In addition to the long-term physical and psychological sequelae of cancer therapy, adult survivors of childhood cancer are at an elevated risk for financial hardship. Financial hardship can have material, psychological, and behavioral effects, including high out-of-pocket medical costs, asset depletion and debt, limitations in or inability to work, job lock, elevated stress and worry, and a delaying or forgoing of medical care

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Understanding the Financial Needs Following Diagnosis of Breast Cancer in a Setting with Universal Health Coverage

BACKGROUND: A diagnosis of cancer negatively impacts the financial wellbeing of affected individuals as well as their households. We aimed to gain an in-depth understanding of the financial needs following diagnosis of breast cancer in a middle-income setting with universal health coverage. MATERIALS AND METHODS: Twelve focus group discussions (n = 64) were conducted with women with breast cancer from two public and three

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Financial Toxicity After Cancer in a Setting With Universal Health Coverage: A Call for Urgent Action

BACKGROUND: Financial toxicity negatively affects the well-being of cancer survivors. We examined the incidence, cost drivers, and factors associated with financial toxicity after cancer in an upper-middle-income country with universal health coverage. METHODS: Through the Association of Southeast Asian Nations Costs in Oncology study, 1,294 newly diagnosed patients with cancer (Ministry of Health [MOH] hospitals [n = 577]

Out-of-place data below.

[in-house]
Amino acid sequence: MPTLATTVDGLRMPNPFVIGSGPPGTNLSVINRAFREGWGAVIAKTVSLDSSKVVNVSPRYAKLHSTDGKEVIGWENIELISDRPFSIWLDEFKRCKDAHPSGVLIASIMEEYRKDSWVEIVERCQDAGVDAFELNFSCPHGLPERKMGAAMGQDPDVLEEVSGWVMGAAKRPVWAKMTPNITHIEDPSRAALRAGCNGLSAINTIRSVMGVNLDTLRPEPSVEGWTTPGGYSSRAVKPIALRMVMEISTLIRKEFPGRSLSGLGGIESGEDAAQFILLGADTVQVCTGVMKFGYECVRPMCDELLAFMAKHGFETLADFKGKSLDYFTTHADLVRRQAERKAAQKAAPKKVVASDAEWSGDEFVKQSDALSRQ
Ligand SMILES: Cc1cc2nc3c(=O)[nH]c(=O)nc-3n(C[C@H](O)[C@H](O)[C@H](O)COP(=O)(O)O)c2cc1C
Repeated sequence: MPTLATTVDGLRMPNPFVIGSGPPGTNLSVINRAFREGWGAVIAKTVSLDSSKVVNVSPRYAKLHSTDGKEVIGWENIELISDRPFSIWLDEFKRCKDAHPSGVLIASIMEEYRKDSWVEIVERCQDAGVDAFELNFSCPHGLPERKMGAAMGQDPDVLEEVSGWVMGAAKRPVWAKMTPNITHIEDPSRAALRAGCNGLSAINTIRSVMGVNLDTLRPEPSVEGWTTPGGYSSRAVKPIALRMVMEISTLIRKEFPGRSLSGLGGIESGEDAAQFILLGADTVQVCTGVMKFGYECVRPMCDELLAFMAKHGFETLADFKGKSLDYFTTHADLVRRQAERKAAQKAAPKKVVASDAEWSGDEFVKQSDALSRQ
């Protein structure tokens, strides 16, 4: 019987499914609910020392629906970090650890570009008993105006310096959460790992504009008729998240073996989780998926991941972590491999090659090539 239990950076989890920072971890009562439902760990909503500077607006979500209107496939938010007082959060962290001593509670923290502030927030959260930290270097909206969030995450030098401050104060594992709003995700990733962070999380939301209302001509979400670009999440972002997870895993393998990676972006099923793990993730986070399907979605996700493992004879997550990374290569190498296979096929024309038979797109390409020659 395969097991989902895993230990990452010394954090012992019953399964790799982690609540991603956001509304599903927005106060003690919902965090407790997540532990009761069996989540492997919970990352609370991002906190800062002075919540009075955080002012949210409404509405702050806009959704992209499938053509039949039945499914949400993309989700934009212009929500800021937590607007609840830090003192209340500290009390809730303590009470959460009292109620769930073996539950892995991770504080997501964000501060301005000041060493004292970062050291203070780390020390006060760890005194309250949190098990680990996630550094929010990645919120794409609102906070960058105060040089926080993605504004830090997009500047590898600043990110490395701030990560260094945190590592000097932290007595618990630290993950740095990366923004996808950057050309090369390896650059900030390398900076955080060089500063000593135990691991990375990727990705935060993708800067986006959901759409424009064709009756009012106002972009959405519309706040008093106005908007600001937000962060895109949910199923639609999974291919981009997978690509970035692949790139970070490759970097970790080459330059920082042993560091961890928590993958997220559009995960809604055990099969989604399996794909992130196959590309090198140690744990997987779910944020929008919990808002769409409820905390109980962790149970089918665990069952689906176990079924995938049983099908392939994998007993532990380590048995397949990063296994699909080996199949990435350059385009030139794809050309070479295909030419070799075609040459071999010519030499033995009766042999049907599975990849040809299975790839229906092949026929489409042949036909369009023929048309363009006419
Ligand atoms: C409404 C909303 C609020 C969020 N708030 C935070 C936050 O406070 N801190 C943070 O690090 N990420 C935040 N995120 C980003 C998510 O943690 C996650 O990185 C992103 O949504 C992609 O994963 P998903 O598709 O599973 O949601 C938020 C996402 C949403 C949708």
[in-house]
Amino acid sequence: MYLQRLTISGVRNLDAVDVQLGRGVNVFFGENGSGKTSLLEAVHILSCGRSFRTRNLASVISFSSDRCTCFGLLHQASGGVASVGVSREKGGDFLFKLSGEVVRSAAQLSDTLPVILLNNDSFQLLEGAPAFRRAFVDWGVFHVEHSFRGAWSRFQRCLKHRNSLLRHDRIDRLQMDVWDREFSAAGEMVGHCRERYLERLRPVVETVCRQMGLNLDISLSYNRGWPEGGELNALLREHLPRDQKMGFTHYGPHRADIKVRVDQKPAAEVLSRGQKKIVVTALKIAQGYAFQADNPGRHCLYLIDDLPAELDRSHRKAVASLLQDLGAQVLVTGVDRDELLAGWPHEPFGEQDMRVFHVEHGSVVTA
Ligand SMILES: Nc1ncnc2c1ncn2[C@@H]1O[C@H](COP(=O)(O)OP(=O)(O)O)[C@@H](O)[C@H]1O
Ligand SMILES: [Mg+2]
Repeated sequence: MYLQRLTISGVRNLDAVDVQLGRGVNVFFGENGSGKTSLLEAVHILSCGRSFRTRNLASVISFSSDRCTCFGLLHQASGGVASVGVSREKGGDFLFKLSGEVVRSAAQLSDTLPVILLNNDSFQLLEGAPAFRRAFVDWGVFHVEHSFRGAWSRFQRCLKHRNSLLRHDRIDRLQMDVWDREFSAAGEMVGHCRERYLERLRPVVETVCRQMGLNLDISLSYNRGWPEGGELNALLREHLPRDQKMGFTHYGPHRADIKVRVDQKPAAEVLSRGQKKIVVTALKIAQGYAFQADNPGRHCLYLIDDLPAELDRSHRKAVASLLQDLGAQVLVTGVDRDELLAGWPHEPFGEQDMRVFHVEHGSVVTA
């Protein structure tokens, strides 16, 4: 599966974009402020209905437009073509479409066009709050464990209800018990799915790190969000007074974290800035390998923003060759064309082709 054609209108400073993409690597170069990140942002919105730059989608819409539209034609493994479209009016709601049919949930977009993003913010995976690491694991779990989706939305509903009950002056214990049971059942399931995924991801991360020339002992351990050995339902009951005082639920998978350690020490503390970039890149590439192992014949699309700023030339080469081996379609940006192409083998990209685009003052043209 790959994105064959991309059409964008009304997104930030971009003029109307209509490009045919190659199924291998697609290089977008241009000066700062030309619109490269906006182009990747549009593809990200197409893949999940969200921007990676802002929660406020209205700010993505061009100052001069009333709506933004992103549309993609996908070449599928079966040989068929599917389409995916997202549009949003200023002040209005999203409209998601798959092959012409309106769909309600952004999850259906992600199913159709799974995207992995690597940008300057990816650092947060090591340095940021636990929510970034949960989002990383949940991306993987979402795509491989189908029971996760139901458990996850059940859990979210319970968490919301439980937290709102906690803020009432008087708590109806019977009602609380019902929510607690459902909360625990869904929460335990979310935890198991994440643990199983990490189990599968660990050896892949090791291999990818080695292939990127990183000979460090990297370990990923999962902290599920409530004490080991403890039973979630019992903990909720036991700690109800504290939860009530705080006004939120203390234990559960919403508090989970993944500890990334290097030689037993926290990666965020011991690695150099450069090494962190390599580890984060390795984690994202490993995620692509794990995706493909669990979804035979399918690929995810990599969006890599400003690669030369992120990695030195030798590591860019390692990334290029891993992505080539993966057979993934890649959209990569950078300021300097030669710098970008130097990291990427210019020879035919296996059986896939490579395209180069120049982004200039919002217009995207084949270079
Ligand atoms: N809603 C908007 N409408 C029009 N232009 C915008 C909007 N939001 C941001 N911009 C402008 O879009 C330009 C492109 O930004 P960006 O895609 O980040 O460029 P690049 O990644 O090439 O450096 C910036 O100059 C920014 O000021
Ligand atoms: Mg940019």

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Financial Hardships Experienced by Cancer Survivors: A Systematic Review

BACKGROUND: With rising cancer care costs, including high-priced cancer drugs, financial hardship is increasingly documented among cancer survivors in the United States; research findings have not been synthesized. METHODS: We conducted a systematic review of articles published between 1990 and 2015 describing the financial hardship experienced by cancer survivors using PubMed, Embase, Scopus, and

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Sociodemographic Characteristics, Financial Worries and Serious Psychological Distress in U.S. Adults

Economic recessions have been well studied in relationship to poor mental health. However, subjective financial worries have not been examined relative to serious psychological distress (SPD), a measure of poor mental health. Adults 18 to 64 years in the cross-sectional 2016 National Health Interview Survey (n = 24,126) were examined for worries about paying for bills, serious medical events, expected medical costs, retirement,